Since discovering that asking him a barrage of questions is a sign of anxiety, of unease, of a codependent crisis on-the-rise, I’ve stopped asking a lot of questions.
Unfortunately, this has made it more difficult to ask for things I need and want. The self-awareness has coupled with a hint of self-doubt and the combination is self-sabotage.
There’s an oil painting class I’d like to take on Friday mornings, but my work schedule conflicts. I asked my boss about attending, and it was a gentle, but emphatic “no.” Any other day of the week would be fine, he said, but not Friday.
I’ve considered flight school, but I can think of 1,000 reasons not to pursue it. Most notably, the cost, the time, and fitting into those tiny, tiny airplanes. Not to mention, when I shared my interest to a coworker, they laughed.
Someone mentioned yesterday that they thought I’d be a good florist. I enjoy fresh flowers, and have thought about taking floral arranging classes, but the nearest I found is 45 minutes away, Tuesday evenings, for 3 hours each. I wrinkled my nose and looked for online course options.
I feel like I’m once again at a veritable crossroads. I should get my professional certification that will bolster my competitiveness in the job market. I should save for the next cross-country trip to see the kids. I should stay out of debt as much as possible. I should file my taxes.
Over today’s agenda, I wrote in my planner: Ask Questions. I understand not asking questions when they’re driven by anxiety and unease. But if I don’t ask questions to gather information necessary to make decisions about my needs and wants, I won’t be making decisions at all.
So, this morning I resolved to inquire about future class schedules from the local art school. And I did. And then I resolved to contact a top-rated flight school nearby and ask for information about their program. And I did.
I’ve experienced so much frustration lately, and I think it’s because I’m failing to honor myself–my needs and wants and feelings. Recovery is about honoring those things, giving them the time and attention they deserve, and letting go of controlling impulses to force things to happen.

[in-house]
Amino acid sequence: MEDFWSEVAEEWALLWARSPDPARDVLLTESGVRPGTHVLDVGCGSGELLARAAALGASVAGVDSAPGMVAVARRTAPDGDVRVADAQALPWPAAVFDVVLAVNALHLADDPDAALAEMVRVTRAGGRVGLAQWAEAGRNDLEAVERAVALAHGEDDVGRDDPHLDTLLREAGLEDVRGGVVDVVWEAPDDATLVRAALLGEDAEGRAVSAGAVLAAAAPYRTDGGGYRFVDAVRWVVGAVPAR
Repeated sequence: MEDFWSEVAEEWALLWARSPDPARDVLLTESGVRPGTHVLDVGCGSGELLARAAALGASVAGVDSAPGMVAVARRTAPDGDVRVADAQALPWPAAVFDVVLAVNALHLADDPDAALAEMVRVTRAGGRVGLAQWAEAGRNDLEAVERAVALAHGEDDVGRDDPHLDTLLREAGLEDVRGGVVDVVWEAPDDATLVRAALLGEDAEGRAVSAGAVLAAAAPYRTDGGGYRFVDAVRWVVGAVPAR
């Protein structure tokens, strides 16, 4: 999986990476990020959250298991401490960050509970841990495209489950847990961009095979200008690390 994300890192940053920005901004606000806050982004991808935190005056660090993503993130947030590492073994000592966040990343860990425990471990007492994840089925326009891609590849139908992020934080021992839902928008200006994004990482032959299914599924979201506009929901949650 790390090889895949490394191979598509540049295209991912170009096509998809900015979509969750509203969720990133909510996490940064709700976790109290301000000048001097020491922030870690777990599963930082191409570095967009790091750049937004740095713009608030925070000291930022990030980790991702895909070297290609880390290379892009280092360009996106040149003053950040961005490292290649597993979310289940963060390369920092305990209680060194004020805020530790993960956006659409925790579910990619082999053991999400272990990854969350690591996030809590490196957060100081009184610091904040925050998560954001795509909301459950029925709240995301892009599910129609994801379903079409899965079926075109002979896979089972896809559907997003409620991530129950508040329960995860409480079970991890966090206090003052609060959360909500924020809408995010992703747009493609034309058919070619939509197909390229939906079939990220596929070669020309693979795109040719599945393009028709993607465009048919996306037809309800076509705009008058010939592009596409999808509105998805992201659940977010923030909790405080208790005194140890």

They seem like silly things. I don’t want to read the new book club selection. Despite whomever’s suggestion it was–and I’m not her biggest fan, I’m just not interested in the plot, nor am I interested in reading a “heartbreaking story.”
We don’t have to read it, he said last night.
Well, that’s true, I said. I felt like he had just let me off the hook, and then I felt silly for not letting myself off in the first place.
I wish I could make decisions as simply and as easily as others do, without worrying endlessly about other people’s reactions and thoughts. I wish I could make decisions about the direction I want my life to go without endlessly worrying about the many variables, what-ifs, and ways I could fail.
Sometimes, I just want to do. Not impulsively. Not as an escape. Not as an emotional reaction or a punishment. But because I want to do it. Because it makes me happy. Because it’s my choice. And because I can. Because somehow, it helps put the pieces of ‘me’ back together.
One piece at a time, I remind myself.
Recovery won’t happen in a day. Finding my passions won’t either.
Do what’s enjoyable, safe, and healthy.
Someone in last week’s CoDA meeting suggested that before making a decision, they ask themselves these very questions. Is it necessary? Is it safe? It is healthy?
I’ve thought about using a similar set of questions to help guide my decisions. But ultimately, the goal is to live by these guidelines instinctually, where I don’t have to pull out a checklist before making a decision.
I know I’m capable of this. I believe I am. But if I need to use these types of aides, some kind of tool to help me put theory into practice, that’s OK.
One piece at a time. One decision at a time. That’s OK. And so am I.